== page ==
And, as one can correctly surmise, it was hard for me to visit somewhere like that and turn a blind eye to the birds! However, even the fun birds of Arizona couldn't keep me healthy; I had come down with some cold-like nastiness (probably from all my flying lately). So although I wasn't able to participate in all the birding outings, I still managed to get out a few times.
One of the times I did tag along, we headed up to the Barfoot Junction area and saw things like RED CROSSBILL, GREATER PEWEE, MEXICAN CHICKADEE, ZONE-TAILED HAWK, and a whole slew of other expected species. We had a few warblers as well including OLIVE, VIRGINIA'S, NASHVILLE, ORANGE-CROWNED, WILSON'S, HERMIT, and this GRACE'S:
Probably the highlight for me that morning was an adult NORTHERN GOSHAWK that our van saw on the drive up. It may have been only my second ever in Arizona.
A different day in Cave Creek yielded this WHISKERED SCREECH-OWL roosting in a hole:
As it so happens, this was the first time I've ever managed a photo of this species.
Back at the ranch, and I mean that literally (we were staying at Cave Creek Ranch), we enjoyed the numerous bird feeders that dotted the relatively-lush grounds. Here's a panorama of the entrance area:
The variety of feeders brought in, well, a variety of birds. Here's a male BLACK-HEADED GROSBEAK that was particularly fond of the suet:
Meanwhile, the peanut butter spread on the tree was a favorite snack for this ARIZONA WOODPECKER. Jif, anyone?
Although the flurry of 30+ people in meetings ebbed and flowed... one flurry of activity never ceased: hummingbirds! They were a constant feature at the numerous hummingbird feeders and we tallied 8 species at the feeders on a daily basis:
One of the most common species there was BLACK-CHINNED HUMMINGBIRD. From the side this male does indeed look rather black-chinned:
To get a sense of the hummingbird activity, check out this blurry photo I snapped as it was getting dark:
You can see bits and pieces of 11 different hummingbirds in this one photo! You see, we ventured to a nearby home one evening to see if a reported LUCIFER HUMMINGBIRD would make an appearance (which it didn't). Still, we were all entertained by the hummingbird activity as they loaded up on food before heading to roost for the night. As we left this house, we even managed a BLACK WIDOW sighting under one of the deck chairs.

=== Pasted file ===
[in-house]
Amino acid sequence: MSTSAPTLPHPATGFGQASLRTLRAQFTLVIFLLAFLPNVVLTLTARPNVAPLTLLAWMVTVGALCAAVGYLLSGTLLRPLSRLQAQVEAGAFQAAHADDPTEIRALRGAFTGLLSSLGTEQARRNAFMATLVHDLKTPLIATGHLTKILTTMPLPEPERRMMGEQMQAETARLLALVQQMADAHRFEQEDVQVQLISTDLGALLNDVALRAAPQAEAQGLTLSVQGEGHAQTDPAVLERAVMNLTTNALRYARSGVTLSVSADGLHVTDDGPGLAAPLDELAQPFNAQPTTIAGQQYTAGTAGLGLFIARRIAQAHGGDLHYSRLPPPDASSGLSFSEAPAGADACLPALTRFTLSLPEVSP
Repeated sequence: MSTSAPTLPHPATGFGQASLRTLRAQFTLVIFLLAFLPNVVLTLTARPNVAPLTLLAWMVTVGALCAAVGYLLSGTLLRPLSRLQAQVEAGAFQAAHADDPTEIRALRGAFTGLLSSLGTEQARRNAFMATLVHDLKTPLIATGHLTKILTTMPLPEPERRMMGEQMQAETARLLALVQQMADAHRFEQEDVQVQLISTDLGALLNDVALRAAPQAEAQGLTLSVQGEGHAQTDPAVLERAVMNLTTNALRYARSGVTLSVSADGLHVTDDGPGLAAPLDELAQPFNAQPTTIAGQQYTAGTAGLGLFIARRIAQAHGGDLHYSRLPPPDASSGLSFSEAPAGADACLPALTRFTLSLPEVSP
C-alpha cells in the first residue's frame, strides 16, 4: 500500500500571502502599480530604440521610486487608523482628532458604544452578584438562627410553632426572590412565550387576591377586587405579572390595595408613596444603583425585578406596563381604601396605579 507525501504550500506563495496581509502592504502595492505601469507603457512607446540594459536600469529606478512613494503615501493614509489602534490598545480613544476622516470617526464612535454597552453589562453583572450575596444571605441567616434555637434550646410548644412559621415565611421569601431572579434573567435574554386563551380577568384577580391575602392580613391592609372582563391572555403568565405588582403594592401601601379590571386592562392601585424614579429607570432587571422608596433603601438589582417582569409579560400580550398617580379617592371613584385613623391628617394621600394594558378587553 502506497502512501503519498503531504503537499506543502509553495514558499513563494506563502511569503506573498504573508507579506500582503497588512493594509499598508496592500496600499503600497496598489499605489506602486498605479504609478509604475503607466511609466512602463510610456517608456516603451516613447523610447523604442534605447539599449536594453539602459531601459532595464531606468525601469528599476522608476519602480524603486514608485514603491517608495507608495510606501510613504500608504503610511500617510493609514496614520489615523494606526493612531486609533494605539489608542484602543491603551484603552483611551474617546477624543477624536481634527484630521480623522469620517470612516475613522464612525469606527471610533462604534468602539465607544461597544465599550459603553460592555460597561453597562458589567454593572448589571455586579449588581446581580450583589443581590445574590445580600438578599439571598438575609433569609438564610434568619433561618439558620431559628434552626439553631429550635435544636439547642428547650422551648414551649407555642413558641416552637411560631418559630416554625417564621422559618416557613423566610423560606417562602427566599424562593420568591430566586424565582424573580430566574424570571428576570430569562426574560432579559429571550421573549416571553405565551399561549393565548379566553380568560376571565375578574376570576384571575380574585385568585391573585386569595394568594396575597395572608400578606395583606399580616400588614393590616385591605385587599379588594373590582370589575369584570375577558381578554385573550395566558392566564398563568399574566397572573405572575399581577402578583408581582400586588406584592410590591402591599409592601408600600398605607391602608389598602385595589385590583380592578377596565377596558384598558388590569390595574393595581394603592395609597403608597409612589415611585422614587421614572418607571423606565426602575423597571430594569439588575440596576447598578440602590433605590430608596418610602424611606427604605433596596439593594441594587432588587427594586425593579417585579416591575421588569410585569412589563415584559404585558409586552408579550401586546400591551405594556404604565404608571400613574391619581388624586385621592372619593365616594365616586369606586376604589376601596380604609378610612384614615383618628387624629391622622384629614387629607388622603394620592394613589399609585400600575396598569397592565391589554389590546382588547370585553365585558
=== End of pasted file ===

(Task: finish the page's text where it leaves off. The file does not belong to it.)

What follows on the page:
Less-commonly seen at the ranch were the CURVE-BILLED THRASHERS. Although we heard them often, here's one that came in to one of the feeder trees during an afternoon shower:
There are no chickadees found at the lower elevations of Cave Creek. Instead, that niche is partially filled by the stripe-headed BRIDLED TITMOUSE, a species found only in Arizona and New Mexico here in the US:
Although not attending feeders, I came across a couple of species of vireos foraging nearby. Here's the kinglet-like HUTTON'S VIREO sporting its hefty bill:
As usual, birds weren't the only flying creatures around! Here's a FLAME SKIMMER, an aptly-named dragonfly that was perched over nearby pond:
Waking up to the sounds of MEXICAN JAYS and ACORN WOODPECKERS, walking out the door of your cabin and seeing THIS... well, it's hard to beat the view as you approach the Chiricahuas during the monsoon season:
You'll want to pay attention of where you step, though! Here's a BLACK-TAILED RATTLESNAKE that liked to spend hot afternoons under the porch of a nearby house:
It wasn't much of a threat chilling down there in the shade. Remember, don't bother it and it (probably) won't bother you.
It's been a fun year though in terms of Arizona. I don't foresee myself visiting there again in 2016 but the few visits I've had have netted me almost 200 species in the state this year. We'll see what 2017 is like!